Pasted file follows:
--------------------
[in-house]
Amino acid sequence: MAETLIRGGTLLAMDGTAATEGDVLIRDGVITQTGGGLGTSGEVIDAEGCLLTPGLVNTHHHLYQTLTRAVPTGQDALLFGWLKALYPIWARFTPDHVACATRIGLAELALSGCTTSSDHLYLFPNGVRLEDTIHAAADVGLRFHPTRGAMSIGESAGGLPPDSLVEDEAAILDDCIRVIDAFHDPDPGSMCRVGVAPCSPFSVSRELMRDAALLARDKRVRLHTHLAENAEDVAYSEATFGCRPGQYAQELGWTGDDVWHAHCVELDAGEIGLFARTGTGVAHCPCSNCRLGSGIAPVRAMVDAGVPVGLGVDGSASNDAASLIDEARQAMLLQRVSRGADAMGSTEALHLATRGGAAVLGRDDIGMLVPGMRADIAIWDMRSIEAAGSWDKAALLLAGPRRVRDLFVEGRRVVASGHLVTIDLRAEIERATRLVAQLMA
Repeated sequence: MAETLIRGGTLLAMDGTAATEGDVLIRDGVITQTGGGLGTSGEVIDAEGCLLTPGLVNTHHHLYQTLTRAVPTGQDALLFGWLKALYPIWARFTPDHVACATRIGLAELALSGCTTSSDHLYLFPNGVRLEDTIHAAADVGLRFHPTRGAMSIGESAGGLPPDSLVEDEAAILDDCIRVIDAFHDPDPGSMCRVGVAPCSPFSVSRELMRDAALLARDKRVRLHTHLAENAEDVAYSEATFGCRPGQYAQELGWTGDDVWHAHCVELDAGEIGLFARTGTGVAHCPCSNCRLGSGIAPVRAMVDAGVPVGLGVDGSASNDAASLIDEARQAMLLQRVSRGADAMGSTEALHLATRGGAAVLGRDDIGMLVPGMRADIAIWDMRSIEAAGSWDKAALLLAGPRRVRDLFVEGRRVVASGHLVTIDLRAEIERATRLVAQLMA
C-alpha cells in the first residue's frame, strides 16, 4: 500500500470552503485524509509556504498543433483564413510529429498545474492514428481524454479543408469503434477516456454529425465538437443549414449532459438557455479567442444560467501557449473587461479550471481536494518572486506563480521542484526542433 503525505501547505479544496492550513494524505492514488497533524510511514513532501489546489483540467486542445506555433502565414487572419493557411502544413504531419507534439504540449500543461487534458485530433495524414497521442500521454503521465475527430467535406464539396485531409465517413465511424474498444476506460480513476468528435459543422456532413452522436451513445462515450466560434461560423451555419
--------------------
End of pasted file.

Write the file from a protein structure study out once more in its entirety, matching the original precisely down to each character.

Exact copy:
[in-house]
Amino acid sequence: MAETLIRGGTLLAMDGTAATEGDVLIRDGVITQTGGGLGTSGEVIDAEGCLLTPGLVNTHHHLYQTLTRAVPTGQDALLFGWLKALYPIWARFTPDHVACATRIGLAELALSGCTTSSDHLYLFPNGVRLEDTIHAAADVGLRFHPTRGAMSIGESAGGLPPDSLVEDEAAILDDCIRVIDAFHDPDPGSMCRVGVAPCSPFSVSRELMRDAALLARDKRVRLHTHLAENAEDVAYSEATFGCRPGQYAQELGWTGDDVWHAHCVELDAGEIGLFARTGTGVAHCPCSNCRLGSGIAPVRAMVDAGVPVGLGVDGSASNDAASLIDEARQAMLLQRVSRGADAMGSTEALHLATRGGAAVLGRDDIGMLVPGMRADIAIWDMRSIEAAGSWDKAALLLAGPRRVRDLFVEGRRVVASGHLVTIDLRAEIERATRLVAQLMA
Repeated sequence: MAETLIRGGTLLAMDGTAATEGDVLIRDGVITQTGGGLGTSGEVIDAEGCLLTPGLVNTHHHLYQTLTRAVPTGQDALLFGWLKALYPIWARFTPDHVACATRIGLAELALSGCTTSSDHLYLFPNGVRLEDTIHAAADVGLRFHPTRGAMSIGESAGGLPPDSLVEDEAAILDDCIRVIDAFHDPDPGSMCRVGVAPCSPFSVSRELMRDAALLARDKRVRLHTHLAENAEDVAYSEATFGCRPGQYAQELGWTGDDVWHAHCVELDAGEIGLFARTGTGVAHCPCSNCRLGSGIAPVRAMVDAGVPVGLGVDGSASNDAASLIDEARQAMLLQRVSRGADAMGSTEALHLATRGGAAVLGRDDIGMLVPGMRADIAIWDMRSIEAAGSWDKAALLLAGPRRVRDLFVEGRRVVASGHLVTIDLRAEIERATRLVAQLMA
C-alpha cells in the first residue's frame, strides 16, 4: 500500500470552503485524509509556504498543433483564413510529429498545474492514428481524454479543408469503434477516456454529425465538437443549414449532459438557455479567442444560467501557449473587461479550471481536494518572486506563480521542484526542433 503525505501547505479544496492550513494524505492514488497533524510511514513532501489546489483540467486542445506555433502565414487572419493557411502544413504531419507534439504540449500543461487534458485530433495524414497521442500521454503521465475527430467535406464539396485531409465517413465511424474498444476506460480513476468528435459543422456532413452522436451513445462515450466560434461560423451555419